Tarrant on Saturday was charged with only one count of murder, though Prime Minister Ardern assured the public that more charges will be added as the judicial process continues.
"The police will do their duty and keep them protected, which is what they need, and no phone contact, they've said you can't contact them", she said.
A 74-page manifesto, believed to have been written by suspect Brenton Tarrant, was posted online and outlined his anti-immigrant motives.
"I have been deeply saddened by the appalling events in Christchurch today", she said.
Police were able to neutralize two devices: an improvised explosive device at one of the mosques and another device found in the suspect's vehicle, which was also rendered safe.
"Love always wins over hate". Kiwis stand united in our love and support for our fellow Muslim brothers and sisters.
"I can't even go to the mosque now because I am scared of that happening again", the 16-year-old told New Zealand television.
Ardern said the cabinet would be briefed on Monday on the aftermath of the disaster and begin discussions "around issues like, for instance, gun policy". Our thoughts and prayers are with the victims and their families.
Muslims pray during a vigil for victims of the mosque shootings in New Zealand, outside city hall in Toronto, Ontario, Canada March 15, 2019.
"We want some confirmation that he is dead, alive or in emergency".
People have also been laying flowers outside of mosques in other parts of New Zealand in solidarity with the victims and their famlies.
Condemning the terror strike, Ardern had described it as a "terror attack" and said it "appears to have been well planned".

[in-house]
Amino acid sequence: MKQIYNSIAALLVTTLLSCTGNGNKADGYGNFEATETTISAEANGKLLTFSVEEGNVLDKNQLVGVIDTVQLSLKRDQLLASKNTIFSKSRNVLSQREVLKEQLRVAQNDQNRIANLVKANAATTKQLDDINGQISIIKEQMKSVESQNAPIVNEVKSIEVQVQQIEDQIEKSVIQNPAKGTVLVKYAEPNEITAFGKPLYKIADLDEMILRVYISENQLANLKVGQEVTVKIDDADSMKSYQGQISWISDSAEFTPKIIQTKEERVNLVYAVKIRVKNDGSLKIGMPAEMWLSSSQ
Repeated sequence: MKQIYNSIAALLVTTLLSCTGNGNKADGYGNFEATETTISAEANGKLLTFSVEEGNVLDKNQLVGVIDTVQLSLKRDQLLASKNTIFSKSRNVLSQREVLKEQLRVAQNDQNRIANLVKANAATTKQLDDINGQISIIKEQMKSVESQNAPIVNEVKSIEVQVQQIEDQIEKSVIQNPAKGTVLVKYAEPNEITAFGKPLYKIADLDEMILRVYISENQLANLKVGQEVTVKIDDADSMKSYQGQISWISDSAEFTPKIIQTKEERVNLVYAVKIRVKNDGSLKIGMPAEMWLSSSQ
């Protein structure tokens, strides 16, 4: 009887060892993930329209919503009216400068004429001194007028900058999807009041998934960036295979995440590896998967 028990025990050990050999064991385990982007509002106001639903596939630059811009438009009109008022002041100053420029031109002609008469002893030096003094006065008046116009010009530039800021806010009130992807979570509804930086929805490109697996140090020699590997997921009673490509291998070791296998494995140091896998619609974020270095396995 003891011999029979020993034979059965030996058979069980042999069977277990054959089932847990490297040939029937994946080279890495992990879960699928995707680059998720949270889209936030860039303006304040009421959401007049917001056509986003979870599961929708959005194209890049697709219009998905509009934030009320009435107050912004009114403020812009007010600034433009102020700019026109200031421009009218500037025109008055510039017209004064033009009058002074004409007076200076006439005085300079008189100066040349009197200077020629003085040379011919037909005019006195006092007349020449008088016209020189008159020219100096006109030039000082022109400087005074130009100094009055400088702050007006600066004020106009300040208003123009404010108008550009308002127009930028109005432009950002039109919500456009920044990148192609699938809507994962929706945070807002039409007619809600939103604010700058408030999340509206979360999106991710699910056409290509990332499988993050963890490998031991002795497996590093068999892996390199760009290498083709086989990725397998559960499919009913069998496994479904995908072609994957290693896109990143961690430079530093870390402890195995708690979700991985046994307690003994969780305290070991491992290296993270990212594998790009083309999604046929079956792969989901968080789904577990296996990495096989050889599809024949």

Nearby, Akhtar Khokhur leaned on the shoulders of her friend and cried as she held up her cellphone with an image of her husband.
"That is an area in which I am seeking advice", she said.
"We're all gob-smacked, we don't know what to think", Brenton Tarrant's grandmother, Ms Marie Fitzgerald, told Australia's Channel Nine network. The couple was due to fly out Sunday.
Daoud Nabi, a 71-year-old Afghan man, reportedly ran into the line of fire to save fellow worshippers at the Al Noor mosque and died shielding someone else from a bullet. They have not heard from him since.
In addition to this, victims and their families who were working in New Zealand at the time could receive weekly compensation. He had been living in Dunedin, New Zealand, at the time of the attack, was taken into custody by authorities after he targeting the Al Noor Mosque and the Linwood Mosque, both located in Christchurch.
Facebook, Twitter and Google scrambled to take down the gunman's video, which was widely available on social media for hours after the bloodbath.
At least one of the weapons used by Tarrant was reportedly an AR-15 - the same semi-automatic rifle used in a number of mass shootings in the United States, including the 2012 Sandy Hook school killings in CT. He also had more assault weapons in the trunk of his auto, along with what appeared to be explosives.
The shootings have raised new questions about violence being disseminated online. The pre-schooler was praying alongside her father Waseeim at the Al Noor mosque when she was shot at least 3 times.
All of the guns Tarrant used during the attack were purchased legally, according to gun laws and restrictions in New Zealand. In 2015, it had just eight.
To carry out his attack, Tarrant, who first acquired a gun license in 2017, used two semi-automatic weapons, two shotguns and a lever-action firearm.
But subsequent efforts to tighten the laws, including a ban on semi-automatic weapons, have stalled in parliament.